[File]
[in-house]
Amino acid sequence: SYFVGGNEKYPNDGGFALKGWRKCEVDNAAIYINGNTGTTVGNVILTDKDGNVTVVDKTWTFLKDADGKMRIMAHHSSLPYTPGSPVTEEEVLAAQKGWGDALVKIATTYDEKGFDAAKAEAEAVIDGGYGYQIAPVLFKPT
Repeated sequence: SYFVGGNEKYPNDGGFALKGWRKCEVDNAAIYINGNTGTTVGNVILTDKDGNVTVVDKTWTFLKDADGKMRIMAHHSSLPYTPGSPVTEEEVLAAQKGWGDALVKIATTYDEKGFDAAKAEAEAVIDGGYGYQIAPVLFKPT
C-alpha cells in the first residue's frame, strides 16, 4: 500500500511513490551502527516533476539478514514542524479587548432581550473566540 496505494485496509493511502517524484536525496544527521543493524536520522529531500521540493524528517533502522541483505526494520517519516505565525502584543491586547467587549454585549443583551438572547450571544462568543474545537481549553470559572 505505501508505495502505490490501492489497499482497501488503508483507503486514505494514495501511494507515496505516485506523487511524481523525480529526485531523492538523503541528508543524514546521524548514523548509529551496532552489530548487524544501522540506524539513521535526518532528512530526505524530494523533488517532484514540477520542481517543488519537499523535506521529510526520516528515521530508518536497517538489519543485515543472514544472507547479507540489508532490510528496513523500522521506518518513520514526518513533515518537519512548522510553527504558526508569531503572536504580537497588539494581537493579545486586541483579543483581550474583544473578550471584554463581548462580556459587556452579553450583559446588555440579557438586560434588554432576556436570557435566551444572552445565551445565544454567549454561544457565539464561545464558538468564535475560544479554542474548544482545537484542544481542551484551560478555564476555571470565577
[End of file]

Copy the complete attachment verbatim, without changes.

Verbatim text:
[in-house]
Amino acid sequence: SYFVGGNEKYPNDGGFALKGWRKCEVDNAAIYINGNTGTTVGNVILTDKDGNVTVVDKTWTFLKDADGKMRIMAHHSSLPYTPGSPVTEEEVLAAQKGWGDALVKIATTYDEKGFDAAKAEAEAVIDGGYGYQIAPVLFKPT
Repeated sequence: SYFVGGNEKYPNDGGFALKGWRKCEVDNAAIYINGNTGTTVGNVILTDKDGNVTVVDKTWTFLKDADGKMRIMAHHSSLPYTPGSPVTEEEVLAAQKGWGDALVKIATTYDEKGFDAAKAEAEAVIDGGYGYQIAPVLFKPT
C-alpha cells in the first residue's frame, strides 16, 4: 500500500511513490551502527516533476539478514514542524479587548432581550473566540 496505494485496509493511502517524484536525496544527521543493524536520522529531500521540493524528517533502522541483505526494520517519516505565525502584543491586547467587549454585549443583551438572547450571544462568543474545537481549553470559572 505505501508505495502505490490501492489497499482497501488503508483507503486514505494514495501511494507515496505516485506523487511524481523525480529526485531523492538523503541528508543524514546521524548514523548509529551496532552489530548487524544501522540506524539513521535526518532528512530526505524530494523533488517532484514540477520542481517543488519537499523535506521529510526520516528515521530508518536497517538489519543485515543472514544472507547479507540489508532490510528496513523500522521506518518513520514526518513533515518537519512548522510553527504558526508569531503572536504580537497588539494581537493579545486586541483579543483581550474583544473578550471584554463581548462580556459587556452579553450583559446588555440579557438586560434588554432576556436570557435566551444572552445565551445565544454567549454561544457565539464561545464558538468564535475560544479554542474548544482545537484542544481542551484551560478555564476555571470565577